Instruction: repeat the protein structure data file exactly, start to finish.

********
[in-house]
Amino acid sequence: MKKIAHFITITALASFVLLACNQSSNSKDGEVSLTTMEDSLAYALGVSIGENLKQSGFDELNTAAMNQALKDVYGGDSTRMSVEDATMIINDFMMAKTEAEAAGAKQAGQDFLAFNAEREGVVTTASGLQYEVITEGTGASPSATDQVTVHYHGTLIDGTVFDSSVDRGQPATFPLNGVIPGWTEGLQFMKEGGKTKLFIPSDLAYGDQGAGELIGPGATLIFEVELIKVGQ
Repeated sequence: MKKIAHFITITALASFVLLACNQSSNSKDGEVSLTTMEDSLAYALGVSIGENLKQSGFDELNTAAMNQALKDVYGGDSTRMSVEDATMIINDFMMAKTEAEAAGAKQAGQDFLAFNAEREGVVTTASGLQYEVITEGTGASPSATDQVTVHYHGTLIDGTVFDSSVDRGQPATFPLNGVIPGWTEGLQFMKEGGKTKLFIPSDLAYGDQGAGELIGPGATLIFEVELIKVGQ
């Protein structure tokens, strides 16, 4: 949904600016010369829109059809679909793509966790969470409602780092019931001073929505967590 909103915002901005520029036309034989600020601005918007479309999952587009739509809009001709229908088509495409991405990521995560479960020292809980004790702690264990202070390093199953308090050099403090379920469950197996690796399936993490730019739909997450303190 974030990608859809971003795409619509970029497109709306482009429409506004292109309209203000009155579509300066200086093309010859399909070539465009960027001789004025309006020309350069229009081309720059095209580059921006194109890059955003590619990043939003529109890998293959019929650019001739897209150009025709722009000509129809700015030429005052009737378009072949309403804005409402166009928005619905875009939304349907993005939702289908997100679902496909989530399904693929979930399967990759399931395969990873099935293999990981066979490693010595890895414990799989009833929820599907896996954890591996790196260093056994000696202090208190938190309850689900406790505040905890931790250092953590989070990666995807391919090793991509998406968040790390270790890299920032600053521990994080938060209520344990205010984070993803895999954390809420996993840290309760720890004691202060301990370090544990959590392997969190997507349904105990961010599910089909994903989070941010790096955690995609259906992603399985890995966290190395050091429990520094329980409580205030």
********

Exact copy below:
[in-house]
Amino acid sequence: MKKIAHFITITALASFVLLACNQSSNSKDGEVSLTTMEDSLAYALGVSIGENLKQSGFDELNTAAMNQALKDVYGGDSTRMSVEDATMIINDFMMAKTEAEAAGAKQAGQDFLAFNAEREGVVTTASGLQYEVITEGTGASPSATDQVTVHYHGTLIDGTVFDSSVDRGQPATFPLNGVIPGWTEGLQFMKEGGKTKLFIPSDLAYGDQGAGELIGPGATLIFEVELIKVGQ
Repeated sequence: MKKIAHFITITALASFVLLACNQSSNSKDGEVSLTTMEDSLAYALGVSIGENLKQSGFDELNTAAMNQALKDVYGGDSTRMSVEDATMIINDFMMAKTEAEAAGAKQAGQDFLAFNAEREGVVTTASGLQYEVITEGTGASPSATDQVTVHYHGTLIDGTVFDSSVDRGQPATFPLNGVIPGWTEGLQFMKEGGKTKLFIPSDLAYGDQGAGELIGPGATLIFEVELIKVGQ
């Protein structure tokens, strides 16, 4: 949904600016010369829109059809679909793509966790969470409602780092019931001073929505967590 909103915002901005520029036309034989600020601005918007479309999952587009739509809009001709229908088509495409991405990521995560479960020292809980004790702690264990202070390093199953308090050099403090379920469950197996690796399936993490730019739909997450303190 974030990608859809971003795409619509970029497109709306482009429409506004292109309209203000009155579509300066200086093309010859399909070539465009960027001789004025309006020309350069229009081309720059095209580059921006194109890059955003590619990043939003529109890998293959019929650019001739897209150009025709722009000509129809700015030429005052009737378009072949309403804005409402166009928005619905875009939304349907993005939702289908997100679902496909989530399904693929979930399967990759399931395969990873099935293999990981066979490693010595890895414990799989009833929820599907896996954890591996790196260093056994000696202090208190938190309850689900406790505040905890931790250092953590989070990666995807391919090793991509998406968040790390270790890299920032600053521990994080938060209520344990205010984070993803895999954390809420996993840290309760720890004691202060301990370090544990959590392997969190997507349904105990961010599910089909994903989070941010790096955690995609259906992603399985890995966290190395050091429990520094329980409580205030």